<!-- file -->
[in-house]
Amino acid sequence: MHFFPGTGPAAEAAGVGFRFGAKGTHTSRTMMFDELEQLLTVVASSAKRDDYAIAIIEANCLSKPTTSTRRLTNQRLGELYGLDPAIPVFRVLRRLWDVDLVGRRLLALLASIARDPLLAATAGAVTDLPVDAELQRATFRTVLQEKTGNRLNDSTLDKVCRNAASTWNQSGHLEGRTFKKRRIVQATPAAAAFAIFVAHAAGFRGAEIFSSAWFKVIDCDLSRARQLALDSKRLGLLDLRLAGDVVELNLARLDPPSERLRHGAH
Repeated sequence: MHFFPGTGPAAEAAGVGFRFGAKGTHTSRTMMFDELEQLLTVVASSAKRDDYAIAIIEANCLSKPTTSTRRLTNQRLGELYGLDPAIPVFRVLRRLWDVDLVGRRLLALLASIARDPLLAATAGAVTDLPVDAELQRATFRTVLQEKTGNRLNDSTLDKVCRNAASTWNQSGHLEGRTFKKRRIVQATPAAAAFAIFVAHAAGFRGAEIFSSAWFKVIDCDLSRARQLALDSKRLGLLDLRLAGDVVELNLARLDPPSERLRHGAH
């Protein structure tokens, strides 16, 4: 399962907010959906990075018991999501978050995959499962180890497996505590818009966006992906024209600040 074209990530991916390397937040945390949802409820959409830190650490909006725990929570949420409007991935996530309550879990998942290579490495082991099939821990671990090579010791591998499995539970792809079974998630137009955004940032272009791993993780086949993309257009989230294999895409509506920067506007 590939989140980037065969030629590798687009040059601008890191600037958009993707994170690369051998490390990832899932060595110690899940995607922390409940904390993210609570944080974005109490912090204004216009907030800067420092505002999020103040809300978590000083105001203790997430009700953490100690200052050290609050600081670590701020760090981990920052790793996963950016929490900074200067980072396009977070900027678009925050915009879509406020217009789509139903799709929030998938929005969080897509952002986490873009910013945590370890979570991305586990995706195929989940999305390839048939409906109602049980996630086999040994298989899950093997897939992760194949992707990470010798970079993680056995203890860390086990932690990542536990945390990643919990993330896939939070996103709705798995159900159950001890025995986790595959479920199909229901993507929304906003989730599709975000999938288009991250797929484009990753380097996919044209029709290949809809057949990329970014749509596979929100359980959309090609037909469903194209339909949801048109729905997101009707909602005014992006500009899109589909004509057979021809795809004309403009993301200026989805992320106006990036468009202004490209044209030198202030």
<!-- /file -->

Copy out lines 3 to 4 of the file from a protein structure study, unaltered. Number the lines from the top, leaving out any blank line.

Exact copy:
Repeated sequence: MHFFPGTGPAAEAAGVGFRFGAKGTHTSRTMMFDELEQLLTVVASSAKRDDYAIAIIEANCLSKPTTSTRRLTNQRLGELYGLDPAIPVFRVLRRLWDVDLVGRRLLALLASIARDPLLAATAGAVTDLPVDAELQRATFRTVLQEKTGNRLNDSTLDKVCRNAASTWNQSGHLEGRTFKKRRIVQATPAAAAFAIFVAHAAGFRGAEIFSSAWFKVIDCDLSRARQLALDSKRLGLLDLRLAGDVVELNLARLDPPSERLRHGAH
């Protein structure tokens, strides 16, 4: 399962907010959906990075018991999501978050995959499962180890497996505590818009966006992906024209600040 074209990530991916390397937040945390949802409820959409830190650490909006725990929570949420409007991935996530309550879990998942290579490495082991099939821990671990090579010791591998499995539970792809079974998630137009955004940032272009791993993780086949993309257009989230294999895409509506920067506007 590939989140980037065969030629590798687009040059601008890191600037958009993707994170690369051998490390990832899932060595110690899940995607922390409940904390993210609570944080974005109490912090204004216009907030800067420092505002999020103040809300978590000083105001203790997430009700953490100690200052050290609050600081670590701020760090981990920052790793996963950016929490900074200067980072396009977070900027678009925050915009879509406020217009789509139903799709929030998938929005969080897509952002986490873009910013945590370890979570991305586990995706195929989940999305390839048939409906109602049980996630086999040994298989899950093997897939992760194949992707990470010798970079993680056995203890860390086990932690990542536990945390990643919990993330896939939070996103709705798995159900159950001890025995986790595959479920199909229901993507929304906003989730599709975000999938288009991250797929484009990753380097996919044209029709290949809809057949990329970014749509596979929100359980959309090609037909469903194209339909949801048109729905997101009707909602005014992006500009899109589909004509057979021809795809004309403009993301200026989805992320106006990036468009202004490209044209030198202030």